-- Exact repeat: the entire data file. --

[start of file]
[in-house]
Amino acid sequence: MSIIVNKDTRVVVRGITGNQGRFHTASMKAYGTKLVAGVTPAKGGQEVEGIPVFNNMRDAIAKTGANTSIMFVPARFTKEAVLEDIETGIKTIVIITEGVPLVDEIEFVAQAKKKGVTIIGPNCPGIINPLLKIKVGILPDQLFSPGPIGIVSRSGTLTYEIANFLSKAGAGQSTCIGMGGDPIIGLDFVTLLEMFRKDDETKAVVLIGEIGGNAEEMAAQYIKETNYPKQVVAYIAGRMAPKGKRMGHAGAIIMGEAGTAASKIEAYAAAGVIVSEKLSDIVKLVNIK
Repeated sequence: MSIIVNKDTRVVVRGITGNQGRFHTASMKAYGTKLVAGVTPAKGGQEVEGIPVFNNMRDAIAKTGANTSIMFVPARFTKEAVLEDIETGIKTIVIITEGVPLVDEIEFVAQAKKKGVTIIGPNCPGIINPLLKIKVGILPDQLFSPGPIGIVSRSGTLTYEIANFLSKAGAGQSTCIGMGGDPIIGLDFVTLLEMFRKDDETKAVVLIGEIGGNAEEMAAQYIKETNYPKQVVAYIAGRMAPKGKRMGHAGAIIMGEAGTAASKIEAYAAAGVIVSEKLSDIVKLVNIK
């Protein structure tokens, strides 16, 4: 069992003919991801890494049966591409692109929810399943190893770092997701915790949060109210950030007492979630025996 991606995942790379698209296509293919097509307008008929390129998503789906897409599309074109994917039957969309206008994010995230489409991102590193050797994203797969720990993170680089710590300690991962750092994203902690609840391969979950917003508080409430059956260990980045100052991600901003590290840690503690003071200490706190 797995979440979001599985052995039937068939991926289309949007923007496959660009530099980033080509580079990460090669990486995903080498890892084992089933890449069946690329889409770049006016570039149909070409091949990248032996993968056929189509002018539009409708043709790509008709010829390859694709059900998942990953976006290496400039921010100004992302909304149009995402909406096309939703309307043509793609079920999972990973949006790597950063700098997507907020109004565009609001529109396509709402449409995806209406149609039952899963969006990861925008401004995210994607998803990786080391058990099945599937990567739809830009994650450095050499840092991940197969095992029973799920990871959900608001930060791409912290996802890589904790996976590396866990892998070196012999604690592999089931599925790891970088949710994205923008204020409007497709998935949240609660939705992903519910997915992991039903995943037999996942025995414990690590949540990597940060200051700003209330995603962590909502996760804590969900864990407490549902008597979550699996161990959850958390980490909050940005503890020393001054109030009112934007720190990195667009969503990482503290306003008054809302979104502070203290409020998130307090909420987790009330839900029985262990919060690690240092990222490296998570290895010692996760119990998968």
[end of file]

[in-house]
Amino acid sequence: MSIIVNKDTRVVVRGITGNQGRFHTASMKAYGTKLVAGVTPAKGGQEVEGIPVFNNMRDAIAKTGANTSIMFVPARFTKEAVLEDIETGIKTIVIITEGVPLVDEIEFVAQAKKKGVTIIGPNCPGIINPLLKIKVGILPDQLFSPGPIGIVSRSGTLTYEIANFLSKAGAGQSTCIGMGGDPIIGLDFVTLLEMFRKDDETKAVVLIGEIGGNAEEMAAQYIKETNYPKQVVAYIAGRMAPKGKRMGHAGAIIMGEAGTAASKIEAYAAAGVIVSEKLSDIVKLVNIK
Repeated sequence: MSIIVNKDTRVVVRGITGNQGRFHTASMKAYGTKLVAGVTPAKGGQEVEGIPVFNNMRDAIAKTGANTSIMFVPARFTKEAVLEDIETGIKTIVIITEGVPLVDEIEFVAQAKKKGVTIIGPNCPGIINPLLKIKVGILPDQLFSPGPIGIVSRSGTLTYEIANFLSKAGAGQSTCIGMGGDPIIGLDFVTLLEMFRKDDETKAVVLIGEIGGNAEEMAAQYIKETNYPKQVVAYIAGRMAPKGKRMGHAGAIIMGEAGTAASKIEAYAAAGVIVSEKLSDIVKLVNIK
């Protein structure tokens, strides 16, 4: 069992003919991801890494049966591409692109929810399943190893770092997701915790949060109210950030007492979630025996 991606995942790379698209296509293919097509307008008929390129998503789906897409599309074109994917039957969309206008994010995230489409991102590193050797994203797969720990993170680089710590300690991962750092994203902690609840391969979950917003508080409430059956260990980045100052991600901003590290840690503690003071200490706190 797995979440979001599985052995039937068939991926289309949007923007496959660009530099980033080509580079990460090669990486995903080498890892084992089933890449069946690329889409770049006016570039149909070409091949990248032996993968056929189509002018539009409708043709790509008709010829390859694709059900998942990953976006290496400039921010100004992302909304149009995402909406096309939703309307043509793609079920999972990973949006790597950063700098997507907020109004565009609001529109396509709402449409995806209406149609039952899963969006990861925008401004995210994607998803990786080391058990099945599937990567739809830009994650450095050499840092991940197969095992029973799920990871959900608001930060791409912290996802890589904790996976590396866990892998070196012999604690592999089931599925790891970088949710994205923008204020409007497709998935949240609660939705992903519910997915992991039903995943037999996942025995414990690590949540990597940060200051700003209330995603962590909502996760804590969900864990407490549902008597979550699996161990959850958390980490909050940005503890020393001054109030009112934007720190990195667009969503990482503290306003008054809302979104502070203290409020998130307090909420987790009330839900029985262990919060690690240092990222490296998570290895010692996760119990998968």